The correct role of the political representative was to reflect the type of policies required by electors once there was agreement on the type of policy shifts required, ways and means could be worked out as to how to give effect to these policies. Campbell insisted that ways and means had to be found to ensure that there was no further erosion of the traditional family. "Unlike John Howard, I have no difficulty in defending the traditional Australian family. It is Mum, Dad and the kids."

There was a burst of warm applause when Graeme Campbell stressed that if trust were to be returned in Australian politics, the politicians had to make a start by telling the electors that they trust them to the point where with a Citizens' Initiative mechanism, the electors would have the opportunity of controlling the politicians.

The basic commonsense of Graeme Campbell was so obvious. Who could argue with this observation that Australian manufacturing industries should be rejuvenated, making it possible to find constructive economic activities for Australia's large numbers of young unemployed? He warned that unless this was done a large and growing underclass would grow in Australia, as it had in the U.S.A., with eventually the emergence of violence and social disintegration. In a broad outline of his political strategy, Graeme Campbell said that he was contesting his own seat of Kalgoorlie as an Independent. He was confident that he could achieve this.

From his West Australian base he would promote a national team of Senate candidates pledged to support his programme. He expressed his warm admiration of the work being done in Victoria by the A.A.F.I. and they had his firm support. He looked forward to working with Senate Candidate Denis McCormack in the next Parliament. The essence of the Graeme Campbell programme is "to put Australia first".

Equally important with the standing ovation he received for his address was the reception he received afterwards as people lined up to obtain an autographed copy of his book, Australia Betrayed, and to shake his hand and to wish him well. As a number said to him, "You have restored our faith in Australia's future." Clearly this was more than yet another political meeting; it was a manifestation of a deep undercurrent in Australian society, one for which Graeme Campbell is emerging as a catalyst.

We predict that the Campbell factor is going to rapidly gain momentum. It is that momentum which must concern Paul Keating and his minders. With an early, short election, Paul Keating may head off the momentum of the Campbell factor, but we are convinced that it will continue after the elections and into the future. Australian politics will never be the same after the Heidelberg Rally on January 26th. It marks the start of a new beginning.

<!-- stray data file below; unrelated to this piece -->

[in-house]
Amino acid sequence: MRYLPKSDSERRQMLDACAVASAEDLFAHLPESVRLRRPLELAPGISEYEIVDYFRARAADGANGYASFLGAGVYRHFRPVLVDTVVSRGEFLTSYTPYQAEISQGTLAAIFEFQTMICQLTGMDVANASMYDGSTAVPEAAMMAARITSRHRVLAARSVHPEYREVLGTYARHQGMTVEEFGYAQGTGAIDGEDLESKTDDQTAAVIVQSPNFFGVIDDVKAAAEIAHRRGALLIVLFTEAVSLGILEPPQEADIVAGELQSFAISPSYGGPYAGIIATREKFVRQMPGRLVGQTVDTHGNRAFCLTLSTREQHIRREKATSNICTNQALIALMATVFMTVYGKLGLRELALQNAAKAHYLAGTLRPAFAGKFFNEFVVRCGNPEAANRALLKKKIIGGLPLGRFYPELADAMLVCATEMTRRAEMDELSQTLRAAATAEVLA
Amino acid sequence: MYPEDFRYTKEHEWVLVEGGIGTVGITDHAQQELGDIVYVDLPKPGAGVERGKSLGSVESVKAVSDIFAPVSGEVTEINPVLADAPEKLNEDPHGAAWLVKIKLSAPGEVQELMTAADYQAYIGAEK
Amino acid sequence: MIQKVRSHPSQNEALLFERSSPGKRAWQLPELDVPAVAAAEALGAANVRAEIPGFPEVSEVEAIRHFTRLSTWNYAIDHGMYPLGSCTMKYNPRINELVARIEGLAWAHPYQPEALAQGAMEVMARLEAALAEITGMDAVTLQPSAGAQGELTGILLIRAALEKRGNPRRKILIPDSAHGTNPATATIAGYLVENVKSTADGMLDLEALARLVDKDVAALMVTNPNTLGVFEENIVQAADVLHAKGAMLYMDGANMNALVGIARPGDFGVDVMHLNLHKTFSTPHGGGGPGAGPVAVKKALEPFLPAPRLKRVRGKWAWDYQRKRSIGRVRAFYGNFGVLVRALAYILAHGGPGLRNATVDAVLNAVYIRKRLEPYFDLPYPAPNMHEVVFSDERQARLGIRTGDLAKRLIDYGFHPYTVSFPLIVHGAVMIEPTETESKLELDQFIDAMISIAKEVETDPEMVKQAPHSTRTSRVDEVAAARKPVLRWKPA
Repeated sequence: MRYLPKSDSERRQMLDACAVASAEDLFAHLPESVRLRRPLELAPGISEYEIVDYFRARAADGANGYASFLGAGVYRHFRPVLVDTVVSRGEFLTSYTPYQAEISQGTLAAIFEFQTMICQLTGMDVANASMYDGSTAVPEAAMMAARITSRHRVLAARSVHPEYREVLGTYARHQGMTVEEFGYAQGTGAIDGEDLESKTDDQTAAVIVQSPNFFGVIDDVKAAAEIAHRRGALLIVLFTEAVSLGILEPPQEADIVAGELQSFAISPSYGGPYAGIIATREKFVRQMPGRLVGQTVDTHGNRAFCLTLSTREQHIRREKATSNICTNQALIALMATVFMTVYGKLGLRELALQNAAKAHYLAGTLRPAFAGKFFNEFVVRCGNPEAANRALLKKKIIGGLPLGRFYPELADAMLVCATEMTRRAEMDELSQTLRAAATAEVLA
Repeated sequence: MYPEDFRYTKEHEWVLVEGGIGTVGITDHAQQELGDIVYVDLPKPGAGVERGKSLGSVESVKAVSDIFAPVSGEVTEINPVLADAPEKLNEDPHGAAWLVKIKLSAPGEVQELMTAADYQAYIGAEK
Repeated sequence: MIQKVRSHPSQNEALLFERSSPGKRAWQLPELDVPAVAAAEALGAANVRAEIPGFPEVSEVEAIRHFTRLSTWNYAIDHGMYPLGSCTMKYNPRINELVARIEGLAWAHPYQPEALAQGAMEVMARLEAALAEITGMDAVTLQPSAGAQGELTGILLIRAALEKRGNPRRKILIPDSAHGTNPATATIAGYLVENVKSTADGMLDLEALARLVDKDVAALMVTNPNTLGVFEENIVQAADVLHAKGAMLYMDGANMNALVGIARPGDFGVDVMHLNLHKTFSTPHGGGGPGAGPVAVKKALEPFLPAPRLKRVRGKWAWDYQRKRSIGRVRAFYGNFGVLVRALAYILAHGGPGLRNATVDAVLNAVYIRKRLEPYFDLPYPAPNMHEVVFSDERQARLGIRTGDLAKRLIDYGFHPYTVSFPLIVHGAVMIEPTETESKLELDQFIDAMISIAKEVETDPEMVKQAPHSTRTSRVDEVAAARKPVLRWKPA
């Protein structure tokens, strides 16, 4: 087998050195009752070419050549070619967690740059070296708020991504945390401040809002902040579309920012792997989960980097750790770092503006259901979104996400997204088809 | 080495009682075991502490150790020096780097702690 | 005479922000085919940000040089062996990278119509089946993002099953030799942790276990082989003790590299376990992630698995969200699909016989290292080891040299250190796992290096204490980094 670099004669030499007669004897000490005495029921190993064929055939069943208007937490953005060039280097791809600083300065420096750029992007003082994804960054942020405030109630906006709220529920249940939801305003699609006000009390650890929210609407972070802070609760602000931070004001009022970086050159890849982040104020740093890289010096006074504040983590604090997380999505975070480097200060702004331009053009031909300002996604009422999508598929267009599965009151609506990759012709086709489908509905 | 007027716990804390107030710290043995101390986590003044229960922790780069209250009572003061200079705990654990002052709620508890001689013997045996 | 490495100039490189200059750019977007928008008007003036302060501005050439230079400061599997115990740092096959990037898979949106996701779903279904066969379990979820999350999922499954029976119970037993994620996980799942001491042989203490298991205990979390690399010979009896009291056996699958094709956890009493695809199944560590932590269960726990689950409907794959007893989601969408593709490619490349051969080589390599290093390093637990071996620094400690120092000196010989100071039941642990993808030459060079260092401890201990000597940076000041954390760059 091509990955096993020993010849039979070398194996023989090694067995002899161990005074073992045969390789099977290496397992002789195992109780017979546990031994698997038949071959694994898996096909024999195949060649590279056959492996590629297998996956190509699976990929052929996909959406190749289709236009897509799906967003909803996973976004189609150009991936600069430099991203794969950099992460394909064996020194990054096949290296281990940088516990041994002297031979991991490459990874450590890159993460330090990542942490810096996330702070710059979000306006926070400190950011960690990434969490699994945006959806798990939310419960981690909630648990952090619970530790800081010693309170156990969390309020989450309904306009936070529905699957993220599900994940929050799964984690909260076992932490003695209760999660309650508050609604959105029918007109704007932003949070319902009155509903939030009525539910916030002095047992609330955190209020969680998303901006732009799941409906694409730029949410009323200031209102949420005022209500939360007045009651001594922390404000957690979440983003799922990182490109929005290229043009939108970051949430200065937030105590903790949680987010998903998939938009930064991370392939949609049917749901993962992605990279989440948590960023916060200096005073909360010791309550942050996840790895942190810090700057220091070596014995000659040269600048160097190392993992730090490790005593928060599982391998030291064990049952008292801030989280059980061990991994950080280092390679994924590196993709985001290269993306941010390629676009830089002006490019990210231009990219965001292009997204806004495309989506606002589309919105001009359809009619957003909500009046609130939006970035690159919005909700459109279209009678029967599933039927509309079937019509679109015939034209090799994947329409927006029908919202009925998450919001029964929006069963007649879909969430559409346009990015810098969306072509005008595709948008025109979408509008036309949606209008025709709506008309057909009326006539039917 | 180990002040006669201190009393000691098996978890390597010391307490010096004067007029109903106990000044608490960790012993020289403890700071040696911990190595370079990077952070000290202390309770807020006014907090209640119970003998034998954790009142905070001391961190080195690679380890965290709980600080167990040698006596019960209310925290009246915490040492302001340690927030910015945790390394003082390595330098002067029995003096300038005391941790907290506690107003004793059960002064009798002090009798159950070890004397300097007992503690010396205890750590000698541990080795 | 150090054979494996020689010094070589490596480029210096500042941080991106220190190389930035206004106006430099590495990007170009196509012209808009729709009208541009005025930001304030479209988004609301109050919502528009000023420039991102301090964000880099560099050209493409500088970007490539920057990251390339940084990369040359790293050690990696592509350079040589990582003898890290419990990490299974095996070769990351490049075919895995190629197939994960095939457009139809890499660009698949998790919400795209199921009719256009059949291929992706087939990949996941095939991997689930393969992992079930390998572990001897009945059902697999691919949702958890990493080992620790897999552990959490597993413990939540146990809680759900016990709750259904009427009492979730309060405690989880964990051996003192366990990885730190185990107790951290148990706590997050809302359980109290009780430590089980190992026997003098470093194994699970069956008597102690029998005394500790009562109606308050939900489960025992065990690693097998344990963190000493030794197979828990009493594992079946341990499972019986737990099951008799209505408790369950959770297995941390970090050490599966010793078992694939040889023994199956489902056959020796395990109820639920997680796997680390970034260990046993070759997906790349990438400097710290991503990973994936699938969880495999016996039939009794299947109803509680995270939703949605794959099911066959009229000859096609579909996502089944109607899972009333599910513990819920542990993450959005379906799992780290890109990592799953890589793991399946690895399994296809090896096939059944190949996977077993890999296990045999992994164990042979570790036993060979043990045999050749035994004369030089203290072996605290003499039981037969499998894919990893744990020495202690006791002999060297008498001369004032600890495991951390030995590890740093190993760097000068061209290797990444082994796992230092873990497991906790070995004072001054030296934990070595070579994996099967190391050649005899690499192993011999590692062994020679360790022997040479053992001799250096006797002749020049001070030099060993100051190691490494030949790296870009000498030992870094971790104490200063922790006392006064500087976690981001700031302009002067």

Note: The tape cassette recording of Graeme Campbell's (already famous!) Heidelberg Address is now available from M.E.A. Tapes, Box 184, THE BASIN, Victoria, 3154. Price: $6.00.

Melbourne and environs supporters also please note that copies of Graeme Campbell's Heidelberg Address will be on sale at the next meeting (Wednesday, February 7th) of the Melbourne Conservative Speakers' Club.


by David Thompson
Prime Minister Keating is appealing to Australians to re-elect him and the Labor Party in order to "finish the job" which was started by Bob Hawke in 1983.

Which job? Mr. Keating was rather vague. "The policies and programmes which are working for us now," he said. This simply means that Keating is asking for mandate to complete the internationalisation of the Australian economy to fit the globalist pattern. Australia must become a member of a regional economic unity - A.P.E.C. - that eventually becomes a regional political union. As a consequence Australian industry suffers, perhaps terminally. Mr. Keating derides any 'populist' concerns about debt and foreign investment. "These things are good for the economy," he said on the day after announcing the election!